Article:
Some say we're in the midst of a silent film renaissance. "The Artist" won five Oscars this year, including Best Picture, which marks the first time a silent film has earned the title since 1928. And Martin Scorsese's "Hugo," an homage of sorts to silent film innovator Georges Méliès, took home its share of statues as well.

 

But there has also been an increasing number of young composers who are creating new live scores for classic silent movies in order to revive them for contemporary audiences.

 

That's what the Not-So-Silent-Cinema ensemble has been doing for the past few years. Founded by composer and multi-instrumentalist Brendan Cooney -- a former Philadelphian who moved to Boston last year -- the ensemble's rotating lineup of musicians has so far performed Cooney's original scores for the films "Battleship Potemkin" and "Nosferatu," as well as a few Buster Keaton movies.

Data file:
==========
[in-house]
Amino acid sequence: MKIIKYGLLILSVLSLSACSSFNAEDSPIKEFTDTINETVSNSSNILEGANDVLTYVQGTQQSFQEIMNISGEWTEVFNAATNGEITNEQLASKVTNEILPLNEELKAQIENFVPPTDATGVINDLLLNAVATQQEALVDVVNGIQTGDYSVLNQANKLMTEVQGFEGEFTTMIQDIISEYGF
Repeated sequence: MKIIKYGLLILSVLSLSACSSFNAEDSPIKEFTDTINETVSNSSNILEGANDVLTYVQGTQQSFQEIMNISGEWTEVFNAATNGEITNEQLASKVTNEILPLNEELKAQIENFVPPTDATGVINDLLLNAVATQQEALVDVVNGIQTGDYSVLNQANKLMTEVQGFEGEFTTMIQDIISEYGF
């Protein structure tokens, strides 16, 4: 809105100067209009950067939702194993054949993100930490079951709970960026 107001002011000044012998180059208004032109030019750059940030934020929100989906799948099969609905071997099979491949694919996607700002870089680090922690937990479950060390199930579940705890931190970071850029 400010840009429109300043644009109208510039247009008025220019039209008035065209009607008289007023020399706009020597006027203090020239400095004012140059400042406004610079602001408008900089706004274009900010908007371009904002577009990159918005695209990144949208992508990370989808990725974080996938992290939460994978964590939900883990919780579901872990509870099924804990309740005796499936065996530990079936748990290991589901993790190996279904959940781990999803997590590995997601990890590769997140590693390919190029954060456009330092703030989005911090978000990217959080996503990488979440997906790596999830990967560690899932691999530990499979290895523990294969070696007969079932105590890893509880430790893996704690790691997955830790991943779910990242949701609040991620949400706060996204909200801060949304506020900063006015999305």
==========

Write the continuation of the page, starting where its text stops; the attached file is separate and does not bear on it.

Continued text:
"Seeing a movie with live music allows audiences to both enjoy early film and relate to live music in a new way," says Cooney. "It becomes much more of a social experience."

 

On Friday, Not-So-Silent-Cinema performs Cooney's new score for 1920's "The Mark Of Zorro" at The Rotunda in West Philly. With leader Cooney playing piano, the ensemble consists of local musicians who also play in the West Philadelphia Orchestra, TJ Kong and the Atomic Bomb, and the Oscuro Quintet.

 

"I try to bring together players from different corners of the music scene who don't usually play together to create unique musical collaborations," says Cooney, who calls this project a "faux Latin-flamenco-tango-mariachi ensemble." "The film's full of adventure, bravura and romance, so I wanted the music to capture that, but also be a little over the top."

If you go




"The Mark of Zorro"


Friday, 8 p.m.

The Rotunda

40th and Walnut sts.

$10,

www.therotunda.org